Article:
12.3We recognise the work of the Ministry of Justice on a Victims Code and a chief adviser for victims, and in the field of family violence. We consider that there are important features that distinguish sexual violence and thus victims of sexual violence, which mean that sexual violence should be treated as a distinct policy area.
12.4The focus in this Report is on how victims of sexual violence can be best supported before, during and after entering a justice process. This has a justice element but also concerns victims’ medical and therapeutic needs and their social circumstances. For that reason, the functions highlighted here would be better fulfilled by a body that can take those various elements into account, rather than the Ministry of Justice which is limited to the justice sphere.
12.5We consider an independent public body is required to fulfil the functions outlined in Chapter 11, for the following reasons.
12.6Firstly, an independent public body can promote and manage cross-agency coordination and collaboration, thereby breaking down silos and promoting cooperation and cohesion across the sector. We acknowledge that this may be perceived as necessitating some loss of control by the sector but we consider this is an inevitable and necessary consequence of effective coordination, which is currently missing, negatively impacting the provision of services to and support of victims. In order to collaborate across the sector with service providers, the lead coordinating body requires independence and the ability to communicate across the sector without being influenced by the culture or area of responsibility of a particular organisation.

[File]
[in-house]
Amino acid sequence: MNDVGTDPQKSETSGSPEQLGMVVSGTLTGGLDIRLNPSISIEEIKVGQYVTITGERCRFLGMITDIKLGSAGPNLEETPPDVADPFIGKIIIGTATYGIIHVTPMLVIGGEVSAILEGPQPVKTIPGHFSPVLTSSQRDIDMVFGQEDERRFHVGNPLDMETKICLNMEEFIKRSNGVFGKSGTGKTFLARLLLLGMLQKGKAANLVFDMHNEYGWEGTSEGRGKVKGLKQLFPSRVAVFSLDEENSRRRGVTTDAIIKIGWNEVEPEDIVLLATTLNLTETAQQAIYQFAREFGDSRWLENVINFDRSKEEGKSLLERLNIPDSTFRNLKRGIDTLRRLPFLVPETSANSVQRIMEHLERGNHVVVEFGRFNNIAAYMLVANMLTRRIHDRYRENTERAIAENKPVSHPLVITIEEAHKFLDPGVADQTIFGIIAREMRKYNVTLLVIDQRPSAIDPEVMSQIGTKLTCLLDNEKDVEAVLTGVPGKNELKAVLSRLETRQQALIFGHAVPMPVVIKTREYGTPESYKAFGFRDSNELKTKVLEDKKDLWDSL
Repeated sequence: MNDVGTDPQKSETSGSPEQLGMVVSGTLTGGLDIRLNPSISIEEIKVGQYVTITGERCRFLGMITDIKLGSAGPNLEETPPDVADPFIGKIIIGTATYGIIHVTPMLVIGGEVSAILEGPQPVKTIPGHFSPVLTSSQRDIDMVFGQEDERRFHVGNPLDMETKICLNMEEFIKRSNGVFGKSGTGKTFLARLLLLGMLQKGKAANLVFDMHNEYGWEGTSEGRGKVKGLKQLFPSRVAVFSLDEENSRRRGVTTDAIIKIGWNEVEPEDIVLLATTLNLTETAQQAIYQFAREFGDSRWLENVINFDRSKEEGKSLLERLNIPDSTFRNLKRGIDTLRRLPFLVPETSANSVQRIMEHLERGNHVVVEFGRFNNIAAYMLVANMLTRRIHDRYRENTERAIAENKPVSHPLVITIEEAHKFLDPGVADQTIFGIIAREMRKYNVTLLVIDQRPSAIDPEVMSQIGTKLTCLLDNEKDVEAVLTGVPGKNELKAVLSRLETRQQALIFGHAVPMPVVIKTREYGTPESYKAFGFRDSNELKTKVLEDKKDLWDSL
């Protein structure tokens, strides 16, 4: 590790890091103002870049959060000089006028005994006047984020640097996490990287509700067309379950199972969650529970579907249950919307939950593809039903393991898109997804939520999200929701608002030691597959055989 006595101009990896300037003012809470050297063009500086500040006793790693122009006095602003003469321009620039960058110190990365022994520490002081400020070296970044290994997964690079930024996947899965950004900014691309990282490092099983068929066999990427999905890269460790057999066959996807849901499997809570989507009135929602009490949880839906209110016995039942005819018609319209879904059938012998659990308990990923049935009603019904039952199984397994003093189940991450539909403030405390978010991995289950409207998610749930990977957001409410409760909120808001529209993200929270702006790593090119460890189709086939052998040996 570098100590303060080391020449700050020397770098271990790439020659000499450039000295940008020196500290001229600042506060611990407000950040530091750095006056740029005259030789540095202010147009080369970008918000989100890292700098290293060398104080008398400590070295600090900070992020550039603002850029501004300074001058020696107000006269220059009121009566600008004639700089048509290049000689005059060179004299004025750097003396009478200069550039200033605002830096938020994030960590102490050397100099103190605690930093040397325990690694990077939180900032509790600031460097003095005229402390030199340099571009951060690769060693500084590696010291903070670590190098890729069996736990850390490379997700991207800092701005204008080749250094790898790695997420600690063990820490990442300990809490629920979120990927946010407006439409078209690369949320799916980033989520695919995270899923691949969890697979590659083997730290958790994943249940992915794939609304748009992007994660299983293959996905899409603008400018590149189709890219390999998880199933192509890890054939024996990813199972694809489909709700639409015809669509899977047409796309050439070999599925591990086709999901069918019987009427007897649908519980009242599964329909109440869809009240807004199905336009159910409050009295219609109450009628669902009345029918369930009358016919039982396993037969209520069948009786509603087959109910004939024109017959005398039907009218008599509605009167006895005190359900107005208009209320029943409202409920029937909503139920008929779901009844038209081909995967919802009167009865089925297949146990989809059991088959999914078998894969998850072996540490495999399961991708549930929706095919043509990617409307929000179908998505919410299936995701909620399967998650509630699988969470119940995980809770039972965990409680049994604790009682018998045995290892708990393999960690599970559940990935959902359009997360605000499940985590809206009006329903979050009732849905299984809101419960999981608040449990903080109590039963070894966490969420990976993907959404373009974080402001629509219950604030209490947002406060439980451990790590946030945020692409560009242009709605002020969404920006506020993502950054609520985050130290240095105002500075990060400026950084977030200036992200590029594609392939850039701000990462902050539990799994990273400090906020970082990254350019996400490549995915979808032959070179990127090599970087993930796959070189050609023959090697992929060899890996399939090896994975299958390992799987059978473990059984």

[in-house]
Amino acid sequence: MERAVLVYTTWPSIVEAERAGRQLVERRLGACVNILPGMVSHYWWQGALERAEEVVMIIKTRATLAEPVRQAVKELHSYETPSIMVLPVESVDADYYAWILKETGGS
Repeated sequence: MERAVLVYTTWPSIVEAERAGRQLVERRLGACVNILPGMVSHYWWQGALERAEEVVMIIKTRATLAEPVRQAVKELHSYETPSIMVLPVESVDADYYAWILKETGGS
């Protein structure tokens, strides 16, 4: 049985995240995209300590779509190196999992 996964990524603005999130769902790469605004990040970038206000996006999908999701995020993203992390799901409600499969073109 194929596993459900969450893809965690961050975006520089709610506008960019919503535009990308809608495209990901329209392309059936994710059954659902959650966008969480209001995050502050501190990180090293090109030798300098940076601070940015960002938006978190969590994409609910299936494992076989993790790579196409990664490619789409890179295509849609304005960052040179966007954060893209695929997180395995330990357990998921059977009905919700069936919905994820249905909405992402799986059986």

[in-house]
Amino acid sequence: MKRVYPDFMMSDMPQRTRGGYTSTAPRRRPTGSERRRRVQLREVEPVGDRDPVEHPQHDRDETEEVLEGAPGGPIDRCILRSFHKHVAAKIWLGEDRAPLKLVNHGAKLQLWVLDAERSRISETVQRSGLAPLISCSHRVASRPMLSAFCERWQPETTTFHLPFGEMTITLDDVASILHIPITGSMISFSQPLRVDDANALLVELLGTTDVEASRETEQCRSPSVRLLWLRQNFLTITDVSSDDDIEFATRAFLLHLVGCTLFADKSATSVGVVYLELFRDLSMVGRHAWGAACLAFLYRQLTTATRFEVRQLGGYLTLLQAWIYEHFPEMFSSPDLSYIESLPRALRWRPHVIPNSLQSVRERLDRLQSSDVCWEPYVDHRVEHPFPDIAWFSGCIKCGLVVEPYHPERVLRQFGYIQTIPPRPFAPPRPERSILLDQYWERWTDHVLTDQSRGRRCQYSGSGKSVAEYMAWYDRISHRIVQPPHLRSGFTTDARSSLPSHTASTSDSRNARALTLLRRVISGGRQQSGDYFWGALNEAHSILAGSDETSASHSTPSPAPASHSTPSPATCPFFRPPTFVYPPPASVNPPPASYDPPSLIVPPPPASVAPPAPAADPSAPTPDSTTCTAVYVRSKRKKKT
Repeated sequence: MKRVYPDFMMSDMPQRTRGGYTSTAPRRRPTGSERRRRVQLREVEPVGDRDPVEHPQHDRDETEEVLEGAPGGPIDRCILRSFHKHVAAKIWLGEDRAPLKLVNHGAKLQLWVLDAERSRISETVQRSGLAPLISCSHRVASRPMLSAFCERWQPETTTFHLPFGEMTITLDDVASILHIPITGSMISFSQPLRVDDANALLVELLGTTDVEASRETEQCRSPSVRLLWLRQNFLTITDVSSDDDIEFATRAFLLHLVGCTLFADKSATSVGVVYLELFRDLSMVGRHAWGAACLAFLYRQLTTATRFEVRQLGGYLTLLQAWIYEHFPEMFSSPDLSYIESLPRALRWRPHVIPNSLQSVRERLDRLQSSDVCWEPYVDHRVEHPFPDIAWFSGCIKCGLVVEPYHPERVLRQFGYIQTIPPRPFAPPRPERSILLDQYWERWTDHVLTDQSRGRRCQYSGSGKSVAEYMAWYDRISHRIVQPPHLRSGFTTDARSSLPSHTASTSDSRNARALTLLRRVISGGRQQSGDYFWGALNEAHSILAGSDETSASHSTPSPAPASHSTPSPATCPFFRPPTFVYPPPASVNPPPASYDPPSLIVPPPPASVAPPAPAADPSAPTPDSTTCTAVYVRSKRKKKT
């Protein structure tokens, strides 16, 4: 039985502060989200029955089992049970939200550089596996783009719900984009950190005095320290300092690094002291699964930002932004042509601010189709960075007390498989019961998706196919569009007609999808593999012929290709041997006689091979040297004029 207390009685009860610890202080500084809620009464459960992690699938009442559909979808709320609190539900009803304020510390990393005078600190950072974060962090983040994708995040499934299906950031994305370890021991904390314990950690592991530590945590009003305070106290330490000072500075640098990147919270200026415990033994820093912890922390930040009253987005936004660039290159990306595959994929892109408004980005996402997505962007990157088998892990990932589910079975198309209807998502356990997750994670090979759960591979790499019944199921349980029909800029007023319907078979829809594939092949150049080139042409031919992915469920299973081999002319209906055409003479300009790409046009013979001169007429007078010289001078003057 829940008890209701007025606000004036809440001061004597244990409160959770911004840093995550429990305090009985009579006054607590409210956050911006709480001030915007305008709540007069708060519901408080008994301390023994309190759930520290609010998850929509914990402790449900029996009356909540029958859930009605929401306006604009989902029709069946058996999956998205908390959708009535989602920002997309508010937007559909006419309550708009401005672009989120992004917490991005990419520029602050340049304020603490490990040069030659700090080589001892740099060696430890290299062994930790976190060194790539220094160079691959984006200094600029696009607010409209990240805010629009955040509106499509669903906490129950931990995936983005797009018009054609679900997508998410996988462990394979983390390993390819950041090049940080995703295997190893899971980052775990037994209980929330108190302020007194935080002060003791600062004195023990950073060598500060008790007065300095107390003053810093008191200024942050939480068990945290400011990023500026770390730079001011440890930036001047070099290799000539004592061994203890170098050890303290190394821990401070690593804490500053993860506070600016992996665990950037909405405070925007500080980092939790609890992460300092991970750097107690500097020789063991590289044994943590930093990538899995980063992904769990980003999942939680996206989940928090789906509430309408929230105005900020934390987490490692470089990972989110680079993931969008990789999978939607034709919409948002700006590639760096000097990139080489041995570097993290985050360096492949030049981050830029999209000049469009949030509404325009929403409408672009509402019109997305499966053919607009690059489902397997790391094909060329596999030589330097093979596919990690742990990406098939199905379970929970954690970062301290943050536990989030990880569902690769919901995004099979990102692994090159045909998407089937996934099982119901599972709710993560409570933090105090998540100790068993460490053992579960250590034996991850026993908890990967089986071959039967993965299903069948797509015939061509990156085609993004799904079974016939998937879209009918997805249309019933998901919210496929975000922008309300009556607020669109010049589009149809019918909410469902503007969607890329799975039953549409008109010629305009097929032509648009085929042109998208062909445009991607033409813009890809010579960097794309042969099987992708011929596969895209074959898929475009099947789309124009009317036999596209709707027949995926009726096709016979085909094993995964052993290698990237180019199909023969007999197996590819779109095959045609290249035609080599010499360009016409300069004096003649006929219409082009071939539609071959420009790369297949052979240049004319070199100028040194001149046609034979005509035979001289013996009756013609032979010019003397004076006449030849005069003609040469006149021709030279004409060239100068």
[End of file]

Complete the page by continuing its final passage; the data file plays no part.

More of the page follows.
12.7Secondly, an independent public body would realistically be the sole body with adequate resources to fulfil this role and the mandate to implement the scope of reform identified in this Report.
12.8Thirdly, an independent public body is best placed to have access to both community and government service providers (including Police and the courts) and, for instance, to traverse the divide currently in place that requires Ministry of Justice victims’ advisers to remain in the domain of the courts.
12.10Fifthly, satisfying the functions identified earlier requires long-term and ongoing investment. We believe that an independent public body charged with leading the Government’s response and working with the sector would be better placed to sustain continued oversight, independent of any restructuring or rationalising that may occur with future changes of government or departmental reorganisation. We recommend the body be created by statute, so that it has the necessary powers to fulfil its functions and is not affected by political change.